The demand that was made to worship the emperor, and the persecution of those who refused to obey, is the occasion for the publication of our apocalypse. It was the measures taken by Domitian and Trajan which compelled the Christian eschatology to take this political turn. The same position had occurred long ago for the Jews, when Caligula ordered his image to be erected in the temple. The author of our apocalypse takes over these old Jewish feelings of irritability and resentment against the imperial cultus into the Christian Church, and builds up his eschatology on this basis. For him the mark of the times is the struggle between God and the Cæsar whom Satan has set upon the throne.
Now it is just this struggle which at present ends in the defeat of the Christians that the future is to decide by bringing about the defeat of Rome. And this decision - the victory of the Christians in the contest which is at once political and demoniac — is brought about by the coming of the Messiah. It is here treated as an entirely political occurrence. The Messiah descends from heaven upon a white horse, in the full equipment of battle, surrounded by the heavenly hosts. The beast, the kings of the earth, and their enemies are gathered together to make war against Him. The result is, of course, their entire annihilation. The beast and the false prophet are thrown into the lake of fire, whilst their followers perish by the sword. Hereupon begins the reign of Messiah and of His martyrs, the heroes that fell in battle. This future victory of Christ over Rome is the core and centre of the promise of our book.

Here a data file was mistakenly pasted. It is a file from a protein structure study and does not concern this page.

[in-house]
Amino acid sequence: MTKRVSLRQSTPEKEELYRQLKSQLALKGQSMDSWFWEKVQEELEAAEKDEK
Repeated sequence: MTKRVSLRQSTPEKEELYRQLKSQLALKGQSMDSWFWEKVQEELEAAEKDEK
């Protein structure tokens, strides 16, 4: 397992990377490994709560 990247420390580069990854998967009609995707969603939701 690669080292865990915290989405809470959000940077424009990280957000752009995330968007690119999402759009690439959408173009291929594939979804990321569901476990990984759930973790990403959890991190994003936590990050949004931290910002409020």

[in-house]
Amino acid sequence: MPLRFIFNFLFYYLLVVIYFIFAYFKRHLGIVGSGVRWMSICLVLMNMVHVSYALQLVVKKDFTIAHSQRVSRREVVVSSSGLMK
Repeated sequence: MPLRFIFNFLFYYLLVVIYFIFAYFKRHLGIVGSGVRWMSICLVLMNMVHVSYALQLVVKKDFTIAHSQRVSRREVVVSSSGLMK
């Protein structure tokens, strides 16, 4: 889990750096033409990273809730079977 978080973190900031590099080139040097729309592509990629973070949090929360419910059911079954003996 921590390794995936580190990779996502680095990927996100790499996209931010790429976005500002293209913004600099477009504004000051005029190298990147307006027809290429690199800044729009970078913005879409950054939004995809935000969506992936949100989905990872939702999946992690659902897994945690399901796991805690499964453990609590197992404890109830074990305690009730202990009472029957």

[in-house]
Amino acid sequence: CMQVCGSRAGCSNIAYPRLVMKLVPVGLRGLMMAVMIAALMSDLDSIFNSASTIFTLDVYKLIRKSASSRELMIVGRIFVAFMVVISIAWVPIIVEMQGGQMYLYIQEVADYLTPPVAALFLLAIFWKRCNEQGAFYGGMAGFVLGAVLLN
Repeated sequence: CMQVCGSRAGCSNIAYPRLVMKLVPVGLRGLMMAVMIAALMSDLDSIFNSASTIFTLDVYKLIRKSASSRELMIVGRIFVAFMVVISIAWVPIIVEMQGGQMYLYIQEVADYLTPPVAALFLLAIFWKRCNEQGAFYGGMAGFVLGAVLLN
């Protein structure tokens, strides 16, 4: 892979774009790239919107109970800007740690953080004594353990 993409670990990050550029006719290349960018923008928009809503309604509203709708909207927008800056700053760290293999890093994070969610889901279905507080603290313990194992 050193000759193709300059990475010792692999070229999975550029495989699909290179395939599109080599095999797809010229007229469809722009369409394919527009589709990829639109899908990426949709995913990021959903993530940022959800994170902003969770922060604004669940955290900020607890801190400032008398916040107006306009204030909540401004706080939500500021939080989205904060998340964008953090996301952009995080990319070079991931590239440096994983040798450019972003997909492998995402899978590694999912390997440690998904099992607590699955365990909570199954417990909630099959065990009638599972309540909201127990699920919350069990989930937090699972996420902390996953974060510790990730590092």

In the midst of the political chaos which the prophet predicts, the Emperor Nero appears upon the
The belief in Nero's return from the grave
had already assumed different shapes. An older form, that he would wage war against Rome in league with the Parthian kings, has now been susperseded. by a later, that he was to fight against the Lamb, and be overcome by Him. The celebrated number 666 is supposed to refer to the Emperor Nero. One can scarcely conceive of anything more fantastic than these politics which deal with men and spirits, with devils and angels.
No small danger arose for Christianity from this political coloring of its hope. St Paul had declared that every power in the State, even the Emperor Nero, had been appointed by God and was to be regarded as the servant of God. And now in consequence of the entirely new position of affairs the emperor has come to be for the Christians the servant of Satan, and it is from him that he draws all
Is the Christian, then, bound to render him obedience any longer? Is rebellion not his duty ? But nothing lies further from our author's intentions than any
idea of rebellion. His one demand is patience. He would never allow any other form of resistance but that of passive endurance. God alone brings us the victory, not men. On the other hand, the prophet's visions in chaps. xviii. xix. are nothing less than orgies of vengeance. To revel in these
· affords some little comfort for the misery of the present. The malignant joy, the song of triumph, at the fall of the great harlot, and the description of the destruction of the enemy: “Gather together, ye birds, and come to the great feast of God, to eat the flesh of kings, the flesh of commanders, the flesh of mighty men, the flesh of horses and their riders,